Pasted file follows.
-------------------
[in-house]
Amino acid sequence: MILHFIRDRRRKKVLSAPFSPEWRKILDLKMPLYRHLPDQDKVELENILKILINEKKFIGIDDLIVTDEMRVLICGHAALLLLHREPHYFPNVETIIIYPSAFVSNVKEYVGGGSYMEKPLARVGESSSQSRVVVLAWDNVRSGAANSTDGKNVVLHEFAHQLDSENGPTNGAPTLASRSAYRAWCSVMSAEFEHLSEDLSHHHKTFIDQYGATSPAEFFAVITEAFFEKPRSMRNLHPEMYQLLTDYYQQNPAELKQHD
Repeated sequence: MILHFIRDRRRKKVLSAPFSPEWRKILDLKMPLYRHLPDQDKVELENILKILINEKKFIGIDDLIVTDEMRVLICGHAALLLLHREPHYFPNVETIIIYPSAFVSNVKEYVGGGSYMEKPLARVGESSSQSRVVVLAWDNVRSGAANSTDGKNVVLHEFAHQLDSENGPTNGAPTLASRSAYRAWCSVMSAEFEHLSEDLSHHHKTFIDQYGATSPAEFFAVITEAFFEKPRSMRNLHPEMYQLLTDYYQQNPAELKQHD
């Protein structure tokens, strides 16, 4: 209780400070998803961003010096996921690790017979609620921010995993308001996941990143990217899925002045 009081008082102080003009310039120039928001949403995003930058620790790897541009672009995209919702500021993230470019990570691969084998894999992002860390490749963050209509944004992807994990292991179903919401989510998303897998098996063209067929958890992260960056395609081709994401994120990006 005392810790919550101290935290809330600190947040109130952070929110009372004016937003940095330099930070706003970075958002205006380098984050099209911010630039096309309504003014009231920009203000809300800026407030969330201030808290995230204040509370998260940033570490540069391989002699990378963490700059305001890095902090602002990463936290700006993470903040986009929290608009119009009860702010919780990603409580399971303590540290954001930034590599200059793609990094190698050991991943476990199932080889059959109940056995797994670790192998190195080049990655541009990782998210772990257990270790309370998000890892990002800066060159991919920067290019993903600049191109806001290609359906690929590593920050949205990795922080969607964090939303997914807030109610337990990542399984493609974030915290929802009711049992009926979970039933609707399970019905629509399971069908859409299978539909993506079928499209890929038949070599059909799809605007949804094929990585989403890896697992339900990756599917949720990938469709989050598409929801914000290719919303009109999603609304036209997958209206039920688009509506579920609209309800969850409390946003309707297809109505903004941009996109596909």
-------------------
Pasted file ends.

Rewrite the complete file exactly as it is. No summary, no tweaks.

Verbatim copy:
[in-house]
Amino acid sequence: MILHFIRDRRRKKVLSAPFSPEWRKILDLKMPLYRHLPDQDKVELENILKILINEKKFIGIDDLIVTDEMRVLICGHAALLLLHREPHYFPNVETIIIYPSAFVSNVKEYVGGGSYMEKPLARVGESSSQSRVVVLAWDNVRSGAANSTDGKNVVLHEFAHQLDSENGPTNGAPTLASRSAYRAWCSVMSAEFEHLSEDLSHHHKTFIDQYGATSPAEFFAVITEAFFEKPRSMRNLHPEMYQLLTDYYQQNPAELKQHD
Repeated sequence: MILHFIRDRRRKKVLSAPFSPEWRKILDLKMPLYRHLPDQDKVELENILKILINEKKFIGIDDLIVTDEMRVLICGHAALLLLHREPHYFPNVETIIIYPSAFVSNVKEYVGGGSYMEKPLARVGESSSQSRVVVLAWDNVRSGAANSTDGKNVVLHEFAHQLDSENGPTNGAPTLASRSAYRAWCSVMSAEFEHLSEDLSHHHKTFIDQYGATSPAEFFAVITEAFFEKPRSMRNLHPEMYQLLTDYYQQNPAELKQHD
């Protein structure tokens, strides 16, 4: 209780400070998803961003010096996921690790017979609620921010995993308001996941990143990217899925002045 009081008082102080003009310039120039928001949403995003930058620790790897541009672009995209919702500021993230470019990570691969084998894999992002860390490749963050209509944004992807994990292991179903919401989510998303897998098996063209067929958890992260960056395609081709994401994120990006 005392810790919550101290935290809330600190947040109130952070929110009372004016937003940095330099930070706003970075958002205006380098984050099209911010630039096309309504003014009231920009203000809300800026407030969330201030808290995230204040509370998260940033570490540069391989002699990378963490700059305001890095902090602002990463936290700006993470903040986009929290608009119009009860702010919780990603409580399971303590540290954001930034590599200059793609990094190698050991991943476990199932080889059959109940056995797994670790192998190195080049990655541009990782998210772990257990270790309370998000890892990002800066060159991919920067290019993903600049191109806001290609359906690929590593920050949205990795922080969607964090939303997914807030109610337990990542399984493609974030915290929802009711049992009926979970039933609707399970019905629509399971069908859409299978539909993506079928499209890929038949070599059909799809605007949804094929990585989403890896697992339900990756599917949720990938469709989050598409929801914000290719919303009109999603609304036209997958209206039920688009509506579920609209309800969850409390946003309707297809109505903004941009996109596909």